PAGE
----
A big chunk of people coming in are coming in due to stress and anxiety. On day one of the return to University, 25 people approached Student Health looking for counselling.

LINDA: Because I have been catching up on the backlog, I have been booked out for quite  a long time in advance. However, that is shifting now and as of this week, it’s pretty much one to three days. Everyone who came in yesterday [last Monday] has an appointment with me this week.

Gerard: We haven’t been in that position for years. That’s fantastic.

GERARD: It’s about how much of our resource we are pitching towards a very immediate response. So we have got a bit under ten full-time equivalent counsellors, and at the moment we have about 25 per cent of them who are same-day available. 75 per cent of our resources is for follow-up. That for me is a reasonable balance. If you think about an ED equivalent, if all you have is EDs then people wouldn’t be getting their non-urgent but important health needs met.

GERARD: We were the only service that got extra money out of the Levy this year from last year. And I think that was a little bit arbitrary; I think you could have equally justified giving more money to some of the other services. Student Finance do a hell of a good job with quite a small chunk of resource. Every health service has this dilemma. This has given us the chance to do something innovative without having to cut from somewhere else in our team. If we had more, we would do something with it.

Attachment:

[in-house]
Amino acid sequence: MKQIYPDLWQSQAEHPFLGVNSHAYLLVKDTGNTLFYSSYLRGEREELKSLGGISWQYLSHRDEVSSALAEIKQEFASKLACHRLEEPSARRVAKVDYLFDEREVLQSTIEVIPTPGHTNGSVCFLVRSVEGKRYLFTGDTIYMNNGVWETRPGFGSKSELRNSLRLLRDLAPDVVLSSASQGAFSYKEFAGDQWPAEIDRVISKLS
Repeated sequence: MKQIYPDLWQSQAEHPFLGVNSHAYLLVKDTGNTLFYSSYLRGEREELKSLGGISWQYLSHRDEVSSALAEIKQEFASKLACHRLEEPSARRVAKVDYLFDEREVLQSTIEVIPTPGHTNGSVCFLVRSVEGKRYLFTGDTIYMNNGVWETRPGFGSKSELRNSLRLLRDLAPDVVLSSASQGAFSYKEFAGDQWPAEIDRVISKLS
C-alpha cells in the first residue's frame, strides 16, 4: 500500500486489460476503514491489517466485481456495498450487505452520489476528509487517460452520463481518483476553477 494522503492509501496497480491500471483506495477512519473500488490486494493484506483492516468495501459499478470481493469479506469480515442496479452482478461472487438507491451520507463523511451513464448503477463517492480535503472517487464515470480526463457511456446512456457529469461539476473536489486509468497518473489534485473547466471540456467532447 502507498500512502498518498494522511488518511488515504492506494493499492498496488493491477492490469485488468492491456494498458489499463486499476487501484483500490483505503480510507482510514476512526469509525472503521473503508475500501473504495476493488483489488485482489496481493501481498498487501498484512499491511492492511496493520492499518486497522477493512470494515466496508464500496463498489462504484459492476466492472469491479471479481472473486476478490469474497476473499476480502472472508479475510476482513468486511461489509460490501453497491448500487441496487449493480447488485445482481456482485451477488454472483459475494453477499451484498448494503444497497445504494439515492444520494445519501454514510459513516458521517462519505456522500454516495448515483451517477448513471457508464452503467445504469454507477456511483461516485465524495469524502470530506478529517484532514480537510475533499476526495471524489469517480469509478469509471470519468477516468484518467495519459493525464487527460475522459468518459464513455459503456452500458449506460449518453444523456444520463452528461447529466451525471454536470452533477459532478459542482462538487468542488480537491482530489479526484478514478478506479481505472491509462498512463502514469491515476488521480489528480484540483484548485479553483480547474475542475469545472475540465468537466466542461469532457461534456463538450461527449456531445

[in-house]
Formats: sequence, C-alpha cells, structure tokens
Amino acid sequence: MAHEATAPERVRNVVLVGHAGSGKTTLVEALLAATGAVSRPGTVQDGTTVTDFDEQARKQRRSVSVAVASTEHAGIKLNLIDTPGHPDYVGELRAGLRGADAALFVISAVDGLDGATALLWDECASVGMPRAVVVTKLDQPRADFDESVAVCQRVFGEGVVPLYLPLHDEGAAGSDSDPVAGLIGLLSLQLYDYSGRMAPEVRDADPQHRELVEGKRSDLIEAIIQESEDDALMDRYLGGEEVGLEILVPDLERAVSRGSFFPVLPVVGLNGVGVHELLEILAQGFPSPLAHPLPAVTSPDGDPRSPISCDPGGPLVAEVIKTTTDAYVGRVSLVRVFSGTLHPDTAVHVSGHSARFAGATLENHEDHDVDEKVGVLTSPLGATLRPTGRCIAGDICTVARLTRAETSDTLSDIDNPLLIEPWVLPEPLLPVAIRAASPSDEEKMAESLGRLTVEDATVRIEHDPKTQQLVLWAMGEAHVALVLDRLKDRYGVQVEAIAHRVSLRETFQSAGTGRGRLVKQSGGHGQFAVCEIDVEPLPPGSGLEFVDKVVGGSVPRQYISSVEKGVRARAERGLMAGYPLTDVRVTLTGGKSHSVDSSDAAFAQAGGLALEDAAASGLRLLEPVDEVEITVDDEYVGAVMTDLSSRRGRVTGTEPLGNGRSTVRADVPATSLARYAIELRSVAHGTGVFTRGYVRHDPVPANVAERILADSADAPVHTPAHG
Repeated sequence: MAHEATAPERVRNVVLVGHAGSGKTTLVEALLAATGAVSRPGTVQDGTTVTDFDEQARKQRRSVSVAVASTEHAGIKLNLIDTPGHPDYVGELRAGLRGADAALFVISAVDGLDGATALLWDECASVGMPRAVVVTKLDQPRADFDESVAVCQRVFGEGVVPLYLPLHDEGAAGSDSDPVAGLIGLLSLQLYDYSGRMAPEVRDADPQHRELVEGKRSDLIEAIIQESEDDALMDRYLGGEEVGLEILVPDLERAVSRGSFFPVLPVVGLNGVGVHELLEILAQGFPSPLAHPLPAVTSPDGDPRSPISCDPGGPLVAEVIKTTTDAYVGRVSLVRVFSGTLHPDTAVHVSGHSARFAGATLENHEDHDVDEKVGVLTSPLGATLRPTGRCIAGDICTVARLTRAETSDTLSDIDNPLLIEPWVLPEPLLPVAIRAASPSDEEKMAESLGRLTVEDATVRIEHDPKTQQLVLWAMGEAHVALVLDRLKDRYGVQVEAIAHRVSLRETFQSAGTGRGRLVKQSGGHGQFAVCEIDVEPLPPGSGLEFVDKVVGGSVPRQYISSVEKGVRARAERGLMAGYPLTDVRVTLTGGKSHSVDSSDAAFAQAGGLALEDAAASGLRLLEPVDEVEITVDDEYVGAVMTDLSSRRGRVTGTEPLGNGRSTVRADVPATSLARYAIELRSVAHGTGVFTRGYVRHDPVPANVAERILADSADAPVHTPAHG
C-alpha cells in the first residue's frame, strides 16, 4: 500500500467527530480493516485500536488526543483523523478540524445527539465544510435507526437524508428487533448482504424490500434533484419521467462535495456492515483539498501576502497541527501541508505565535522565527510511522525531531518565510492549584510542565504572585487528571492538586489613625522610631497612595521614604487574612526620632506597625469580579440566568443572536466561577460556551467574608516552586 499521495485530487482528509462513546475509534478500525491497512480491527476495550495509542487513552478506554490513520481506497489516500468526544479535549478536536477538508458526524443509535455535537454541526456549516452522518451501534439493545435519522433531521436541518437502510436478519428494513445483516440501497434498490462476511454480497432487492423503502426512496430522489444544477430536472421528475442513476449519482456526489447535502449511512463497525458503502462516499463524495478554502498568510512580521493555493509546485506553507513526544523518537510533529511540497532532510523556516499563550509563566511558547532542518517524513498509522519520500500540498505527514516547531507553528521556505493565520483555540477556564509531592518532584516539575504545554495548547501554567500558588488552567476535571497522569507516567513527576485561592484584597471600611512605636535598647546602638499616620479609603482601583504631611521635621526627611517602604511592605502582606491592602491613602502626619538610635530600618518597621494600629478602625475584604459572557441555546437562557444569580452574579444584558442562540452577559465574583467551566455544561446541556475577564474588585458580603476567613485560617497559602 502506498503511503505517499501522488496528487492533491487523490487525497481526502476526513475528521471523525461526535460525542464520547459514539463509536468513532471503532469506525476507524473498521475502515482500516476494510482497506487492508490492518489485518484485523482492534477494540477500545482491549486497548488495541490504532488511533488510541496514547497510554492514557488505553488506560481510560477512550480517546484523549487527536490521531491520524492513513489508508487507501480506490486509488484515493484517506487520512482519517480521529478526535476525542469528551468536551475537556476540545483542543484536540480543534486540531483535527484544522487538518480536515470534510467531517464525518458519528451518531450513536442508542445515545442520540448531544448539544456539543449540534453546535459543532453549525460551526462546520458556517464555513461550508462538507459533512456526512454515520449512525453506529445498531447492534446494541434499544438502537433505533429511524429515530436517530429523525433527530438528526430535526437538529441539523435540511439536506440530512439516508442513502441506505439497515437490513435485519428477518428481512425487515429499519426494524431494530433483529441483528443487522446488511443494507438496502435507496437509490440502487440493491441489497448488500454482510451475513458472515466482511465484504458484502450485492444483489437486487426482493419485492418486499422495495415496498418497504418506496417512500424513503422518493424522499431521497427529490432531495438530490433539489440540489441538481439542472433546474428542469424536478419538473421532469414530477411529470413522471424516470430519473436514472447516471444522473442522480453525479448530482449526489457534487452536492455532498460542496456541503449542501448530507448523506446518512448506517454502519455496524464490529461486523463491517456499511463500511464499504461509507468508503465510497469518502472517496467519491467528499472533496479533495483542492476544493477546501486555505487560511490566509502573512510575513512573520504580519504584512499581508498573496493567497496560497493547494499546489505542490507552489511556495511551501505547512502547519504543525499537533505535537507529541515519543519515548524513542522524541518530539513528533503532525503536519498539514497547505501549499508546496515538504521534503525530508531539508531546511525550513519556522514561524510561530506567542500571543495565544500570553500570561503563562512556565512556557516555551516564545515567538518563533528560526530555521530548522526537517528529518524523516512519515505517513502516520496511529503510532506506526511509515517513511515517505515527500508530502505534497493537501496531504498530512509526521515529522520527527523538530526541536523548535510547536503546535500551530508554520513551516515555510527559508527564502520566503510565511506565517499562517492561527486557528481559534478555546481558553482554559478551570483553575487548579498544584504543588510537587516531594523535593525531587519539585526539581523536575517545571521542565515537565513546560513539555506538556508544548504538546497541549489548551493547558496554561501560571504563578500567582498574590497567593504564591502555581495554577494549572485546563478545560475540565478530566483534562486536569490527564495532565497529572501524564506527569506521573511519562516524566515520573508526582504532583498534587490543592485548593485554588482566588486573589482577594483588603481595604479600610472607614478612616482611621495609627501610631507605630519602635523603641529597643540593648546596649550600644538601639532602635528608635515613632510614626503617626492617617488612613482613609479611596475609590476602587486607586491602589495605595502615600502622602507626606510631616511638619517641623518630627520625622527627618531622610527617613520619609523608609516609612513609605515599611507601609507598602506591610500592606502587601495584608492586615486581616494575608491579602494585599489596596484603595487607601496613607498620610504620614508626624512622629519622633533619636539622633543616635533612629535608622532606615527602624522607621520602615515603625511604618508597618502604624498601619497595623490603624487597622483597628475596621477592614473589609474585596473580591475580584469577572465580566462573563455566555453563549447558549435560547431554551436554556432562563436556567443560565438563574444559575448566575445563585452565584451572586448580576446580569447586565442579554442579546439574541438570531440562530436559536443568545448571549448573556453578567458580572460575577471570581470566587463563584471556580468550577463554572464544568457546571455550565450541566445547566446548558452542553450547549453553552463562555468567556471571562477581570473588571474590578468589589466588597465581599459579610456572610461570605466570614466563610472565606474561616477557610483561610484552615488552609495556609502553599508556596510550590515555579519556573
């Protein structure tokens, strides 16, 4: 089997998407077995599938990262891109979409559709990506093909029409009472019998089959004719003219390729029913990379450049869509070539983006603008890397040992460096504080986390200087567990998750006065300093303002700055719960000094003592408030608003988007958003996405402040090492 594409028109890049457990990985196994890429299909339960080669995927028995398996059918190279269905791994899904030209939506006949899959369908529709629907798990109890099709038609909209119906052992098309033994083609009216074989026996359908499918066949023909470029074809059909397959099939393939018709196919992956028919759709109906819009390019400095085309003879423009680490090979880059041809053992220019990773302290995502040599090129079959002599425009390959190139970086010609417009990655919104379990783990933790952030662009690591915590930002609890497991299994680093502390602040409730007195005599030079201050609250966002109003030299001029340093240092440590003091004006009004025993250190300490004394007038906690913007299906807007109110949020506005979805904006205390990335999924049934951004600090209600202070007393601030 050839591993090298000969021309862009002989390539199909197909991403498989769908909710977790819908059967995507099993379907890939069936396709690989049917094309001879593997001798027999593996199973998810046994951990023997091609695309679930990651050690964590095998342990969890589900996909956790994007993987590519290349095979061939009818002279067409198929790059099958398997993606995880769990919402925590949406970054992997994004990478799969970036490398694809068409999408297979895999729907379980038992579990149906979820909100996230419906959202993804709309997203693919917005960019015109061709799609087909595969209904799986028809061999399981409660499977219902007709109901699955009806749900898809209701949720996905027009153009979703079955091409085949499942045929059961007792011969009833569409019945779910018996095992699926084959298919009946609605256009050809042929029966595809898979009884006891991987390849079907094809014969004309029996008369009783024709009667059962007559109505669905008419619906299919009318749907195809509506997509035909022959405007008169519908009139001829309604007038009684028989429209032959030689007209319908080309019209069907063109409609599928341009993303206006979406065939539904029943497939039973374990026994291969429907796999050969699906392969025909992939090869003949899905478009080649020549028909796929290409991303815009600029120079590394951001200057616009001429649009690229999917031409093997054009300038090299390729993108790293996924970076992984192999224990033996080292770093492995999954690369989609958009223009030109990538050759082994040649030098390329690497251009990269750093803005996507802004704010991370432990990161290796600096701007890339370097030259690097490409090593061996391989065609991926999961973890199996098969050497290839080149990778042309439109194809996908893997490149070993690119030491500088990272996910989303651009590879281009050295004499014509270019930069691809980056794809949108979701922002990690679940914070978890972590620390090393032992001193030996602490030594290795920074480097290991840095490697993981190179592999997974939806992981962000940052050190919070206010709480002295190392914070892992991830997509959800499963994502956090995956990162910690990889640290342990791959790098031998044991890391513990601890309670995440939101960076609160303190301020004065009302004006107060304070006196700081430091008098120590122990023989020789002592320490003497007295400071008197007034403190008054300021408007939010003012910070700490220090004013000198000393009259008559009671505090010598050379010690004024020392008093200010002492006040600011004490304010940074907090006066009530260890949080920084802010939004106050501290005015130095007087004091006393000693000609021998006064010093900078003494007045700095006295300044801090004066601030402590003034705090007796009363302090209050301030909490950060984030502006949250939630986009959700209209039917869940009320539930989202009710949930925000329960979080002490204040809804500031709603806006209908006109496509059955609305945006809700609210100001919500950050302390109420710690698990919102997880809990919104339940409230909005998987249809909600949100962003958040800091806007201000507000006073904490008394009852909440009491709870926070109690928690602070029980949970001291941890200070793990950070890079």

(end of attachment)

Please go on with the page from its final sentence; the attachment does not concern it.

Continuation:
I think we also have to look at how we are relatively funded compared to other unis. And we are very well-funded. I think we have been incredibly well-supported by the University. If we got more funding, then we would probably look to do a bit more for Linda’s role.

RACHEL: My job is to look at an organisation and go, how can I promote wellbeing here? How do we promote wellbeing in a way that is easy and simple, because most students and staff are time-poor?